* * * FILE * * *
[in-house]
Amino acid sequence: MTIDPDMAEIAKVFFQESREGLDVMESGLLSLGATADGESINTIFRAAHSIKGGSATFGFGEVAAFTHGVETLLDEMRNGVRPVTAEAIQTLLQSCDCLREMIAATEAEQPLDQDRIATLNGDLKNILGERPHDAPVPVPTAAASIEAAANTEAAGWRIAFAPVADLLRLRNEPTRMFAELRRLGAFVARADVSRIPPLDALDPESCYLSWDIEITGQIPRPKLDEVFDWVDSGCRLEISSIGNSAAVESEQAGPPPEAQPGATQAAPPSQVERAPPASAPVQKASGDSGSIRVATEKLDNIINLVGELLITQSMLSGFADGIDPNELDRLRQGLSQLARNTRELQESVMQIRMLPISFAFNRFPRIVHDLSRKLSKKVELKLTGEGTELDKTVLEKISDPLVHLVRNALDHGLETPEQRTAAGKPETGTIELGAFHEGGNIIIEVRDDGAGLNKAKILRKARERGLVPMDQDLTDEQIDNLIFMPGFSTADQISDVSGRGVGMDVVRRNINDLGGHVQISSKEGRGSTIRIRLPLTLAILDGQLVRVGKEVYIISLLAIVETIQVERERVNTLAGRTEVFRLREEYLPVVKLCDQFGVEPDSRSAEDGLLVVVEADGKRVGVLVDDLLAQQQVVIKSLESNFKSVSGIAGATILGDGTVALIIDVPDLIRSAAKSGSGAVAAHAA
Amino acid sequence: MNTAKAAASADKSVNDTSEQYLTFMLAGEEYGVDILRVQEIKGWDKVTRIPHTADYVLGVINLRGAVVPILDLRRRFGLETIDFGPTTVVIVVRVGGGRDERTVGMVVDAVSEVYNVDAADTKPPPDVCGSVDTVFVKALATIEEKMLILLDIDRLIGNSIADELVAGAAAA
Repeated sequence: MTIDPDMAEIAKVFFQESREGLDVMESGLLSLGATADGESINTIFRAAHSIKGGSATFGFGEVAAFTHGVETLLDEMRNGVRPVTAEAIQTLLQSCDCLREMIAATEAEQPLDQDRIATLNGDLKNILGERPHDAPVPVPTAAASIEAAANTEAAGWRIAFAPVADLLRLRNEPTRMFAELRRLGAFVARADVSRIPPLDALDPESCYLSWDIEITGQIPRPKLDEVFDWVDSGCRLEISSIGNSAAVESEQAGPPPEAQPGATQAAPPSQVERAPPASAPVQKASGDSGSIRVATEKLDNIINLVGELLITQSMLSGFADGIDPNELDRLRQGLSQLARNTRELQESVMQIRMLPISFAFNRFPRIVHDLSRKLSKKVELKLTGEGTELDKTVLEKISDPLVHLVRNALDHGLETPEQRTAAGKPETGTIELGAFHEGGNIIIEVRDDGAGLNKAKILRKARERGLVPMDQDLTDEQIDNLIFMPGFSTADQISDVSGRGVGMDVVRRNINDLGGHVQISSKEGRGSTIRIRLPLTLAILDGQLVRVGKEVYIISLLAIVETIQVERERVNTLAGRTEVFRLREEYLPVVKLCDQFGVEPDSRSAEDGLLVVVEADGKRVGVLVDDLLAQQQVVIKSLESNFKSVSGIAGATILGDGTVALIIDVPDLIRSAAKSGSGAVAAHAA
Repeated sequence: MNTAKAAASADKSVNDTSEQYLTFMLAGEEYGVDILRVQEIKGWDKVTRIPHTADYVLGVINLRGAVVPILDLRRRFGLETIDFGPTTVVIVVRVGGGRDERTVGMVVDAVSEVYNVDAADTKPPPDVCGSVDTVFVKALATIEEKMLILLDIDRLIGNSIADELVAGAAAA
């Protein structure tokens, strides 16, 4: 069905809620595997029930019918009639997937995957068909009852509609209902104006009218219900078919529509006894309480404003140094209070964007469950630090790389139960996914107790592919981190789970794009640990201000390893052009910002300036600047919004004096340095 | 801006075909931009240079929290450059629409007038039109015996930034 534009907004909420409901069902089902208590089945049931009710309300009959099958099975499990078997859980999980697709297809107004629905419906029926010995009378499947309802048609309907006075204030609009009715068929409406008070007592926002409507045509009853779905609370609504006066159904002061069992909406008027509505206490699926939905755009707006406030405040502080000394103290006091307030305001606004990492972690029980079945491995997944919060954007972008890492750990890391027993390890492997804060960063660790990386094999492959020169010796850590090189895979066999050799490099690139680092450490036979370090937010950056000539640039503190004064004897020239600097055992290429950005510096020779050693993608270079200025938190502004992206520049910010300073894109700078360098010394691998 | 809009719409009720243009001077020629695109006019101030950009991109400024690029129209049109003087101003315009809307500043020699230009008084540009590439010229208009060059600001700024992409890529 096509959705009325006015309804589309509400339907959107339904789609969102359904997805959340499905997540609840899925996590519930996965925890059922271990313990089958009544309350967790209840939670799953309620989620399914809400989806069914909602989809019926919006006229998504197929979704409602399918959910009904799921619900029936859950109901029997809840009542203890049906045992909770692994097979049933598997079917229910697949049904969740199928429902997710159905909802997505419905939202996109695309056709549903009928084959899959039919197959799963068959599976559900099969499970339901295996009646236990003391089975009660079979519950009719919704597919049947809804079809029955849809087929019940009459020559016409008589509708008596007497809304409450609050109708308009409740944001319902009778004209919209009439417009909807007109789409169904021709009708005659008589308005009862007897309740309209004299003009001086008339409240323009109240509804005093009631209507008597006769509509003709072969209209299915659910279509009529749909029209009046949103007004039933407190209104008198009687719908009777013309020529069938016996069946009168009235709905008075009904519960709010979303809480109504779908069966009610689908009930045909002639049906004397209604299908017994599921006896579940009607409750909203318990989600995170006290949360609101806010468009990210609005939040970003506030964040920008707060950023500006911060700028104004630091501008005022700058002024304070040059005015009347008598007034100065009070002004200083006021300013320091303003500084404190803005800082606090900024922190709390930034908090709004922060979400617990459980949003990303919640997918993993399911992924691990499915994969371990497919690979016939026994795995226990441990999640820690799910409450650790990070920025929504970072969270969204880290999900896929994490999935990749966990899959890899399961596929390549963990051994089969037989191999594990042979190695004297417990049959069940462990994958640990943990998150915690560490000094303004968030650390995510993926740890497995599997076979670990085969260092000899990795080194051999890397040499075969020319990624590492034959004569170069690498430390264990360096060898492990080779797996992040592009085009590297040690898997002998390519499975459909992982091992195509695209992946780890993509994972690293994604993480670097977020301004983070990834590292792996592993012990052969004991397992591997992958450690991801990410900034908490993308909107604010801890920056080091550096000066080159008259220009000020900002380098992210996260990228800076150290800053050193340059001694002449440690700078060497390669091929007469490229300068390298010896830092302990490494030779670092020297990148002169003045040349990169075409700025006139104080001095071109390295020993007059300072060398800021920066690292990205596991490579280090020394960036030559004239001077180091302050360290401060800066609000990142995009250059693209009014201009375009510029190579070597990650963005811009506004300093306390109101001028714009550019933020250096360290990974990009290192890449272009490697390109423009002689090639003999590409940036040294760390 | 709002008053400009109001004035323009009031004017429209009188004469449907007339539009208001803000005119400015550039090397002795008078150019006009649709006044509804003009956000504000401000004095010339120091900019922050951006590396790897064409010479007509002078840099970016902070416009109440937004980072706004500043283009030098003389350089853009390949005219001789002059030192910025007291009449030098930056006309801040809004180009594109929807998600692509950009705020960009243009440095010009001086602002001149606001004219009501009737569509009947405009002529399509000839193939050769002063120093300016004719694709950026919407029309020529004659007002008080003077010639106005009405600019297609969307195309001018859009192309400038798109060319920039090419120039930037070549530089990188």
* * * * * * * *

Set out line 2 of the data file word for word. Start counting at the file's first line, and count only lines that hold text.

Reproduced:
Amino acid sequence: MTIDPDMAEIAKVFFQESREGLDVMESGLLSLGATADGESINTIFRAAHSIKGGSATFGFGEVAAFTHGVETLLDEMRNGVRPVTAEAIQTLLQSCDCLREMIAATEAEQPLDQDRIATLNGDLKNILGERPHDAPVPVPTAAASIEAAANTEAAGWRIAFAPVADLLRLRNEPTRMFAELRRLGAFVARADVSRIPPLDALDPESCYLSWDIEITGQIPRPKLDEVFDWVDSGCRLEISSIGNSAAVESEQAGPPPEAQPGATQAAPPSQVERAPPASAPVQKASGDSGSIRVATEKLDNIINLVGELLITQSMLSGFADGIDPNELDRLRQGLSQLARNTRELQESVMQIRMLPISFAFNRFPRIVHDLSRKLSKKVELKLTGEGTELDKTVLEKISDPLVHLVRNALDHGLETPEQRTAAGKPETGTIELGAFHEGGNIIIEVRDDGAGLNKAKILRKARERGLVPMDQDLTDEQIDNLIFMPGFSTADQISDVSGRGVGMDVVRRNINDLGGHVQISSKEGRGSTIRIRLPLTLAILDGQLVRVGKEVYIISLLAIVETIQVERERVNTLAGRTEVFRLREEYLPVVKLCDQFGVEPDSRSAEDGLLVVVEADGKRVGVLVDDLLAQQQVVIKSLESNFKSVSGIAGATILGDGTVALIIDVPDLIRSAAKSGSGAVAAHAA